Within the context of growing demand for hydrocarbon fuels, and the stiffening competition for supplying them, Italy is in danger of finding itself at a considerable disadvantage. As a result of its rejection of nuclear power (which is once again under consideration) and of its greatly reduced use of coal to generate electrical energy and still limited development of renewable resources, Italy has gradually shifted to gas and, in proportion to its energy needs, currently uses more gas than any other European country.
In addition to the inherent problems of supply security this choice has also been economically penalising. In reality, many European countries are already showing a tendency toward a more extensive use of gas as a result of concerns over climate change and of the deregulation processes under way. Combined cycle gas turbine power plants offer the best performance both from a functional as well as an environmental standpoint, with relatively contained investment costs. As a result of the exhaustion of European deposits however, the increased use of gas in Europe will inevitably lead to the continent’s increased energy dependency on nations such as Russia and Algeria, who are its leading producers.
Italy already imports practically all the coal it uses, as well as a high percentage of oil and gas, and the situation is bound to worsen. It has been estimated that by 2025 our country will be importing practically all the raw materials required to satisfy its energy needs (fig. 1).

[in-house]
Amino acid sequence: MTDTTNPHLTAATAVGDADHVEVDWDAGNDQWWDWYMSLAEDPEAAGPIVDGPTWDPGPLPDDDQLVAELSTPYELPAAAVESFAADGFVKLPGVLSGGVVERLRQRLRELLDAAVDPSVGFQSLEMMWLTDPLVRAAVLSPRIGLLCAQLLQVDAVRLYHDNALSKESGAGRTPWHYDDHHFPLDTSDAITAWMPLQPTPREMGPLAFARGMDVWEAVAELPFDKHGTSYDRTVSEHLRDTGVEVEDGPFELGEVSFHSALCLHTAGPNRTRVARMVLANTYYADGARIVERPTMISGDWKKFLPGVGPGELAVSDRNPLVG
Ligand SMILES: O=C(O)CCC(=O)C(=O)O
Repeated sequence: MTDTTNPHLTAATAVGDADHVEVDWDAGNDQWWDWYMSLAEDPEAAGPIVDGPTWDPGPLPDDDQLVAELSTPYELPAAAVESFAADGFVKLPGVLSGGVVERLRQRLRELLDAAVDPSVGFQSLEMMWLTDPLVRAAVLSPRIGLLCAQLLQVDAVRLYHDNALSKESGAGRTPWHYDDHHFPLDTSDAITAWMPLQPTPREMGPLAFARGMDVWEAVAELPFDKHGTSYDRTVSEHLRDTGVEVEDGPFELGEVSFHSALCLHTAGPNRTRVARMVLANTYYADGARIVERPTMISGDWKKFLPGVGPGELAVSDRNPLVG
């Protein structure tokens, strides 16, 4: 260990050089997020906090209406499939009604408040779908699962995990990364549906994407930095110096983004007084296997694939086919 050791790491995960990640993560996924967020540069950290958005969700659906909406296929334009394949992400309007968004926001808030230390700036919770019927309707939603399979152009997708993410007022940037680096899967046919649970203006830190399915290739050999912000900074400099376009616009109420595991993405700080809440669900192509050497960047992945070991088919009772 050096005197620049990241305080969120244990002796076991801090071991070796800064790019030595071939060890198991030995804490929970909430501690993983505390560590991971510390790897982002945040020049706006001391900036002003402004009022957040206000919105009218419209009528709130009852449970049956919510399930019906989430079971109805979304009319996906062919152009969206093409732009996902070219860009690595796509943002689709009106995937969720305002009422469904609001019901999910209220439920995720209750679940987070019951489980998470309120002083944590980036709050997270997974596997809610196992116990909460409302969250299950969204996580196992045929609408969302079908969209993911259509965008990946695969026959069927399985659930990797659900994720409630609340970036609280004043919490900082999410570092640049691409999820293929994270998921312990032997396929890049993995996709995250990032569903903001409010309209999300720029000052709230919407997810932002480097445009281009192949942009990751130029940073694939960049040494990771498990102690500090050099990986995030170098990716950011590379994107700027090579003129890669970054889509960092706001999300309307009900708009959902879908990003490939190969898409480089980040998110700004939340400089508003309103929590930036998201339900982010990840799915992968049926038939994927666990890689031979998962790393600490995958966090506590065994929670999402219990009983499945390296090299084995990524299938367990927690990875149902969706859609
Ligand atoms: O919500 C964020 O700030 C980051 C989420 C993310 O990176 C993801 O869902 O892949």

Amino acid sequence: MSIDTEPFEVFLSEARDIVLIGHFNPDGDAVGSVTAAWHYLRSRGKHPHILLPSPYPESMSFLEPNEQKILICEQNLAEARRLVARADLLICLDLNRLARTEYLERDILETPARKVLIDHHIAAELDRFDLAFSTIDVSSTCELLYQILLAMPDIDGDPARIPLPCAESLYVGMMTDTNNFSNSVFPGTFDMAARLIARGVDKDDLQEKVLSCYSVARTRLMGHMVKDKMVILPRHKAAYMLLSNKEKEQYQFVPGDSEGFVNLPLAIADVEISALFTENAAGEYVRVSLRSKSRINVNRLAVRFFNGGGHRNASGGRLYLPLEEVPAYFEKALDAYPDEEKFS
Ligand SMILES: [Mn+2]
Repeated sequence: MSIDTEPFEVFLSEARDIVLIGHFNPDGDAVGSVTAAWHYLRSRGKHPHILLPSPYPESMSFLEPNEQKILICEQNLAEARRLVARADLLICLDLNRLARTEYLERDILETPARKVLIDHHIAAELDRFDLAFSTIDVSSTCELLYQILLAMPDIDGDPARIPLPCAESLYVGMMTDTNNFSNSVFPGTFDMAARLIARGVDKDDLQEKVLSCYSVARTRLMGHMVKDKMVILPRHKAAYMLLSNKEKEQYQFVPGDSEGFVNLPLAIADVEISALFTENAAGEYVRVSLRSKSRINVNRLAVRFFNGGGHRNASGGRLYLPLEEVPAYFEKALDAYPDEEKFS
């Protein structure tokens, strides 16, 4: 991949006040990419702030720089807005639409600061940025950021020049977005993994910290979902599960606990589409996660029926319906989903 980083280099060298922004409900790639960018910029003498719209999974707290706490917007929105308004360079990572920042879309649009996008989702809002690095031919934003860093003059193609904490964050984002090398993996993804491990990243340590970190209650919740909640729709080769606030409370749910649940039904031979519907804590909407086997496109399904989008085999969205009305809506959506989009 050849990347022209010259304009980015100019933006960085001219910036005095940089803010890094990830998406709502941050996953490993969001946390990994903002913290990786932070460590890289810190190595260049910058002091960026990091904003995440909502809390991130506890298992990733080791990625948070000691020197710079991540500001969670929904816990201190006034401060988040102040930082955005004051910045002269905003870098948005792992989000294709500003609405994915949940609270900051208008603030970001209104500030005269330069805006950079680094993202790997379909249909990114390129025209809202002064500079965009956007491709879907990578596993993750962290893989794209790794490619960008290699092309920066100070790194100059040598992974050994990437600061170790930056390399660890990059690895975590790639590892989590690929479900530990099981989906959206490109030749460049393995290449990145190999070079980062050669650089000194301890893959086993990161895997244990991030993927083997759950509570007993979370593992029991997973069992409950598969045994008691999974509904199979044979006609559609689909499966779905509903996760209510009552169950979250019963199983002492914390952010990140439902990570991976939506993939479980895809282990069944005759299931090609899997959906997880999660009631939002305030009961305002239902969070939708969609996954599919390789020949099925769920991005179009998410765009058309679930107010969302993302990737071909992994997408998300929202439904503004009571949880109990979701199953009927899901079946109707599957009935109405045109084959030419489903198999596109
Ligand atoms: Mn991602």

Considering the fact that for many years to come alternative energy sources, although rapidly developing as a result of new EU commitments, will only be able to satisfy a portion of energy needs, energy dependency and fossil fuel supply security will continue to be a major factor in economic development over the coming years.
Another problem deriving from the particular mix of fuels used by Italy is that of an infrastructure system not entirely adapted to the gradually evolving demand, especially with regard to the supply of gas. Deregulation in the electricity sector has led in Italy to a massive programme of investments in new power plants, the majority of which are combined cycle gas turbine plants (fig. 2).
These developments in the demand for gas spearheaded by the electrical energy sector has not led, as it may have been natural to expect, to a consequent increase in investments in the gas sector and, in particular, in infrastructure for its importation and storage. As a result of a series of regulatory difficulties and uncertainties, investments in such infrastructures did not pick up at the same rate as those in the electrical energy sector. Although it is one of the major consumers of gas in Europe, Italy today still has only one regasification terminal (Panigaglia), the capacity of which is limited, along with an insufficient pipeline transport and storage capacity (fig. 3). Nevertheless, over recent months several major projects seem, finally, to have entered the completion stage.